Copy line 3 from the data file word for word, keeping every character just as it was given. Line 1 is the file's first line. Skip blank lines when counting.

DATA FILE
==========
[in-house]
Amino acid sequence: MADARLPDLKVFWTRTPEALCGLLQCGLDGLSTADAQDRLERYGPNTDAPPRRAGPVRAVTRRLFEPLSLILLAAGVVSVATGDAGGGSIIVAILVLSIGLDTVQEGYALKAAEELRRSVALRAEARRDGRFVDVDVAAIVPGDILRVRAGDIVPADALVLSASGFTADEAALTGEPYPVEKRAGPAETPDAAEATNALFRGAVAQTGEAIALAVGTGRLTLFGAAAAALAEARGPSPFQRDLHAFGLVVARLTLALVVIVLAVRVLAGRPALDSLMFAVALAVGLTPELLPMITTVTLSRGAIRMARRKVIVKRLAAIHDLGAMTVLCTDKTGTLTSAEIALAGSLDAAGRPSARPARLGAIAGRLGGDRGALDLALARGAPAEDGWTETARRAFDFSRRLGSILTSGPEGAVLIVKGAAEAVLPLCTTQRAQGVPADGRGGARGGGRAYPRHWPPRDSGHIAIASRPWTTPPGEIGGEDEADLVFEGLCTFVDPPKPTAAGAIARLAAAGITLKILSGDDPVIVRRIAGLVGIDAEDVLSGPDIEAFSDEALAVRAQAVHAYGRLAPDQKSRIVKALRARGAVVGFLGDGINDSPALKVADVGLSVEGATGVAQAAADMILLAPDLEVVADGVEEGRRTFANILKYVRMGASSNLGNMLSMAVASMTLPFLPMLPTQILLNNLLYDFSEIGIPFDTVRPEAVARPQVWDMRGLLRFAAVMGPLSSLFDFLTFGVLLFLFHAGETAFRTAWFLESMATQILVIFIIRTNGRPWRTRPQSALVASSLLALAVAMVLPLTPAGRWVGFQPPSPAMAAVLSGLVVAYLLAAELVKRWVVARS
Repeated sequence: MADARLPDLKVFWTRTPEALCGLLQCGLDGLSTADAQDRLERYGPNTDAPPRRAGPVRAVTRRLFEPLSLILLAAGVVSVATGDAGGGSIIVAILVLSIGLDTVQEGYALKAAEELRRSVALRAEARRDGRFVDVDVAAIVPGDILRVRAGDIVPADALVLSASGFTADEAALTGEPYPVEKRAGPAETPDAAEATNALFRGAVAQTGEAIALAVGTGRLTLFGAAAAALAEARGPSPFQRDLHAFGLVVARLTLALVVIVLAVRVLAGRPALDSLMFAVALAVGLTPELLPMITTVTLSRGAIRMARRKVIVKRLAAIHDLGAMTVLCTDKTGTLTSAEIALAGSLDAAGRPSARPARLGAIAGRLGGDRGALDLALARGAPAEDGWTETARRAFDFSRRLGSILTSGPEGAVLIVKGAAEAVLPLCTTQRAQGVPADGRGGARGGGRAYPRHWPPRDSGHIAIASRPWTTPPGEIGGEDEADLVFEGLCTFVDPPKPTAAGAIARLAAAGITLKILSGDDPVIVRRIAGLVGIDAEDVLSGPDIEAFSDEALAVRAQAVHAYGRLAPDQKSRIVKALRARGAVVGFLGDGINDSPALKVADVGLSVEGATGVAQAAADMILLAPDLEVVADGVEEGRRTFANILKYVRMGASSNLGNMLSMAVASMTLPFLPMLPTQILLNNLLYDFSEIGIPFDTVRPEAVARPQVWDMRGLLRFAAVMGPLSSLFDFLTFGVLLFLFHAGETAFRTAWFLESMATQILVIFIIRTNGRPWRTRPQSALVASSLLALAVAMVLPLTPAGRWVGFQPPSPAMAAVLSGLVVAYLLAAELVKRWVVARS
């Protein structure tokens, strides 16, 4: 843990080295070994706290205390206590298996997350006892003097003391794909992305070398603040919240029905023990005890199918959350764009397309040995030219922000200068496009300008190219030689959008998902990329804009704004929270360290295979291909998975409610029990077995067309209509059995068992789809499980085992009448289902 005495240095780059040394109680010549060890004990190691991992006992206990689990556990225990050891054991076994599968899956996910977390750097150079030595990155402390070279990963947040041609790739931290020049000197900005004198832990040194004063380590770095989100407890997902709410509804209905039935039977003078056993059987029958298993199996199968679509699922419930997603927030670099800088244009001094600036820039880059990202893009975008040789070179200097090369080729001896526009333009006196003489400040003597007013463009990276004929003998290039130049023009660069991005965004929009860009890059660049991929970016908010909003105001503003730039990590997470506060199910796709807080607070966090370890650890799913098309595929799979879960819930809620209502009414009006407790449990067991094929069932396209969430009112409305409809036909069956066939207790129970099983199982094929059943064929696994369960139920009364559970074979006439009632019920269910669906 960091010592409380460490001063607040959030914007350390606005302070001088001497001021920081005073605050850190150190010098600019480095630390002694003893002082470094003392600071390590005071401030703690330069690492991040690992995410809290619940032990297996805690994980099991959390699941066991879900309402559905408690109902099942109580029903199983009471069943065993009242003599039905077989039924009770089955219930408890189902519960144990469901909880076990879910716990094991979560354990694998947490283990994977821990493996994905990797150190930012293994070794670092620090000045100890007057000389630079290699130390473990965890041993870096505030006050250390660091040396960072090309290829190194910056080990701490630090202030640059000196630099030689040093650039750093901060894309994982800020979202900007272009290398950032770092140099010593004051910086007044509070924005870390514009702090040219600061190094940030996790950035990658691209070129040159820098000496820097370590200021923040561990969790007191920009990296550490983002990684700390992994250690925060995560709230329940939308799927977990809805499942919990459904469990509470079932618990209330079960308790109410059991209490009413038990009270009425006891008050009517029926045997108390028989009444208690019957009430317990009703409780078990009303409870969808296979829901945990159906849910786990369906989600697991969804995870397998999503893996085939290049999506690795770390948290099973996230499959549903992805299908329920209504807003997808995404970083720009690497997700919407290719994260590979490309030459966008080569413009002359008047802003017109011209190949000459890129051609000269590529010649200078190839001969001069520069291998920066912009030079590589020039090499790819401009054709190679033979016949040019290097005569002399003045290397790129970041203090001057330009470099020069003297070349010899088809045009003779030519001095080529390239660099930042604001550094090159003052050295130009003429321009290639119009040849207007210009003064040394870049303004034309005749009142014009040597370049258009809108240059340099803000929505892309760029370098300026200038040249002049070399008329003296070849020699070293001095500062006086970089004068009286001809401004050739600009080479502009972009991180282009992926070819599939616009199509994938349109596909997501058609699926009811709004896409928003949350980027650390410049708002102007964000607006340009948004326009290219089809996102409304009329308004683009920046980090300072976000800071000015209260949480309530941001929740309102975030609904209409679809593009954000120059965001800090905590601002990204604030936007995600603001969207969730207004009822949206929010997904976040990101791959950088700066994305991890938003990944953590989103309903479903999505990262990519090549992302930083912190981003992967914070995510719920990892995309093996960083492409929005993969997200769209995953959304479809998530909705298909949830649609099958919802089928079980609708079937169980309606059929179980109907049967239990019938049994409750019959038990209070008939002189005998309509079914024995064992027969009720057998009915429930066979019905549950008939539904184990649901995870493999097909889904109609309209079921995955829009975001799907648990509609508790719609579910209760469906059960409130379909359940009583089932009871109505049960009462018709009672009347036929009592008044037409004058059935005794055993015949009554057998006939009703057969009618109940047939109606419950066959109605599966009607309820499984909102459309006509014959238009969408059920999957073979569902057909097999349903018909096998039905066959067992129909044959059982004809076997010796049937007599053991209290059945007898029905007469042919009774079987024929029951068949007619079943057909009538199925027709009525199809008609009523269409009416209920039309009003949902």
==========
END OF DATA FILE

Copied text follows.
Repeated sequence: MADARLPDLKVFWTRTPEALCGLLQCGLDGLSTADAQDRLERYGPNTDAPPRRAGPVRAVTRRLFEPLSLILLAAGVVSVATGDAGGGSIIVAILVLSIGLDTVQEGYALKAAEELRRSVALRAEARRDGRFVDVDVAAIVPGDILRVRAGDIVPADALVLSASGFTADEAALTGEPYPVEKRAGPAETPDAAEATNALFRGAVAQTGEAIALAVGTGRLTLFGAAAAALAEARGPSPFQRDLHAFGLVVARLTLALVVIVLAVRVLAGRPALDSLMFAVALAVGLTPELLPMITTVTLSRGAIRMARRKVIVKRLAAIHDLGAMTVLCTDKTGTLTSAEIALAGSLDAAGRPSARPARLGAIAGRLGGDRGALDLALARGAPAEDGWTETARRAFDFSRRLGSILTSGPEGAVLIVKGAAEAVLPLCTTQRAQGVPADGRGGARGGGRAYPRHWPPRDSGHIAIASRPWTTPPGEIGGEDEADLVFEGLCTFVDPPKPTAAGAIARLAAAGITLKILSGDDPVIVRRIAGLVGIDAEDVLSGPDIEAFSDEALAVRAQAVHAYGRLAPDQKSRIVKALRARGAVVGFLGDGINDSPALKVADVGLSVEGATGVAQAAADMILLAPDLEVVADGVEEGRRTFANILKYVRMGASSNLGNMLSMAVASMTLPFLPMLPTQILLNNLLYDFSEIGIPFDTVRPEAVARPQVWDMRGLLRFAAVMGPLSSLFDFLTFGVLLFLFHAGETAFRTAWFLESMATQILVIFIIRTNGRPWRTRPQSALVASSLLALAVAMVLPLTPAGRWVGFQPPSPAMAAVLSGLVVAYLLAAELVKRWVVARS